No. 3 Arizona (28-3, 15-3) entered the weekend one of three teams thought to essentially be a lock to receive a one-seed in the NCAA tournament, with No. 1 Florida and No. 2 Wichita State being the others. A win over Oregon certainly would have been nice, but on Saturday afternoon the Wildcats fell short against a team looking to solidify its status as an NCAA tournament team. Oregon won 64-57, with their superior three-point shooting being the biggest reason why.
Oregon made ten of its nineteen attempts from deep, with Arizona shooting just 2-for-11 from beyond the arc. For the season Arizona hasn’t been the best perimeter shooting team, making just 35.7% of its three-pointers and 34.2% of its two-point jumpers per hoop-math.com.
The perimeter shooting, and the lack of a consistent perimeter shot-maker has been an issue all season long, but to their credit the Wildcats have managed to account for this deficiency in other areas. From an offensive standpoint Arizona’s ability to attack the offensive glass, even in the games following the season-ending broken foot suffered by forward Brandon Ashley, has factored into a number of their wins this season. That, along with their valuing of the basketball, are two reasons why the Wildcats have been one of the Pac-12’s most efficient offenses in league play (ranking third in offensive efficiency).
But what happens when Arizona can’t take advantage of those strengths? That was the case against Oregon, with the Ducks committing to protecting the defensive glass and limiting Arizona to an offensive rebounding percentage of 26.5% and also forcing 14 Arizona turnovers. Also of note on Saturday was the advantage Oregon enjoyed off the bench, with their reserves scoring 26 points (Jason Calliste: 18 points) to Arizona’s four.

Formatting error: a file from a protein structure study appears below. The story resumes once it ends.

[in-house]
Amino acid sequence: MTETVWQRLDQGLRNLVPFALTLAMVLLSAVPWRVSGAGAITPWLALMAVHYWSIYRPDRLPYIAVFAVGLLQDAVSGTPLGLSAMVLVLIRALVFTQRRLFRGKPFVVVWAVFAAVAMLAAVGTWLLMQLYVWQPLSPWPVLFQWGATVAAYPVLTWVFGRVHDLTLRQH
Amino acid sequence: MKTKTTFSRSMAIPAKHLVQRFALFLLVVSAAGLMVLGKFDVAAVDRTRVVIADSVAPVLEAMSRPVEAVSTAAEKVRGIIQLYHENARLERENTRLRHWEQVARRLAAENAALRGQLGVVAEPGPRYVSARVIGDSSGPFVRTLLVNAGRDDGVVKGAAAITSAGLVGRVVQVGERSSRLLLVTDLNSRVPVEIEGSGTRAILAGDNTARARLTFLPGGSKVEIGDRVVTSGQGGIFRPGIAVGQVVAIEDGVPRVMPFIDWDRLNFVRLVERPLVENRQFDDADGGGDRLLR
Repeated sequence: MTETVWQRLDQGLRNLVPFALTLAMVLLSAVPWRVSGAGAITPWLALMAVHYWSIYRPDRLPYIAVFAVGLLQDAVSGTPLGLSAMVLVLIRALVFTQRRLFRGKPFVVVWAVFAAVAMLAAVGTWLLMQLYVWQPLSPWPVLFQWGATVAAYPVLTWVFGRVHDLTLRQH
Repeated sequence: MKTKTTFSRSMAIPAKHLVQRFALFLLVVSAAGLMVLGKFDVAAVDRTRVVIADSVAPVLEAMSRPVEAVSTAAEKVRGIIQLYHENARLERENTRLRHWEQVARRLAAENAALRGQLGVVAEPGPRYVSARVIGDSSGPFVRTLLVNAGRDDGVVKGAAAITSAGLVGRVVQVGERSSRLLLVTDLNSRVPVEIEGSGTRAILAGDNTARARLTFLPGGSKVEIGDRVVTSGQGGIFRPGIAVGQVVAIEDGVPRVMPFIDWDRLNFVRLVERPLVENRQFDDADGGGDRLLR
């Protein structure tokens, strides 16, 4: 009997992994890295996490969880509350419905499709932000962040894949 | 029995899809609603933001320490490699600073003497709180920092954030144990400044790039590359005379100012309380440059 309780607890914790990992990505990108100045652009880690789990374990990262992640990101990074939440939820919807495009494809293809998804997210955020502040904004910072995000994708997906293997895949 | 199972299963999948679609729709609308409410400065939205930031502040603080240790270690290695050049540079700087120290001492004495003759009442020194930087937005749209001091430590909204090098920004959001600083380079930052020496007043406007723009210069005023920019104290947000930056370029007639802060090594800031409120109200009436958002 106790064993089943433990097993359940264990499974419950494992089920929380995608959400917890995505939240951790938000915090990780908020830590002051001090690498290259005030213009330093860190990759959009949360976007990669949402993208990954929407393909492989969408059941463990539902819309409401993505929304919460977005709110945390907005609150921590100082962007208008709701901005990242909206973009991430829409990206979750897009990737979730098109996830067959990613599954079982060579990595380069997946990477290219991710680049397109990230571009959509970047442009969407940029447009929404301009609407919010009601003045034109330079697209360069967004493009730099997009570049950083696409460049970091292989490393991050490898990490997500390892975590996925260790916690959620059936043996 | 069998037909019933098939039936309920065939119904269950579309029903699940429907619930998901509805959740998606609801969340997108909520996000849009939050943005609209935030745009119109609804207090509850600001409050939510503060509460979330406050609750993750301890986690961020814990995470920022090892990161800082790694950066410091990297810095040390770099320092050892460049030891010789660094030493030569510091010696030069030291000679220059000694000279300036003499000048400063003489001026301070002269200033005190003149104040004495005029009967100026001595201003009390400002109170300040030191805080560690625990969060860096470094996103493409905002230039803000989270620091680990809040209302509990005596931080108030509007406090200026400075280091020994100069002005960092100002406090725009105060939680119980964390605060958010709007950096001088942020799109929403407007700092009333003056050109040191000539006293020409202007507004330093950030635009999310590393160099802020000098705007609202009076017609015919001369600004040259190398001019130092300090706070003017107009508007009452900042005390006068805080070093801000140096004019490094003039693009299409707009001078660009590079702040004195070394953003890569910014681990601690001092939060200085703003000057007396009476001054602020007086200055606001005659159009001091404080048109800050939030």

For all the discussion about the perimeter shooting and what could happen against a team that can keep them off the offensive glass, the play of two key role players was also an issue on Saturday. Rondae Hollis Jefferson has performed very well in the majority of his outings, but he accounted for two points, five rebounds and three turnovers against Oregon. Both he and Gabe York, who failed to score, struggled against Oregon and that’s something the Wildcats can’t afford as the games get bigger.
Not having that extra option off the bench is something that Arizona’s adjusted to in the majority of their games following Ashley’s injury, with Hollis-Jefferson and York both contributing to the success. But if Arizona is to win the program’s second national title, those two underclassmen have to be consistent factors. If they are consistent, the Wildcats are more than capable of compensating for their lack of a perimeter marksman.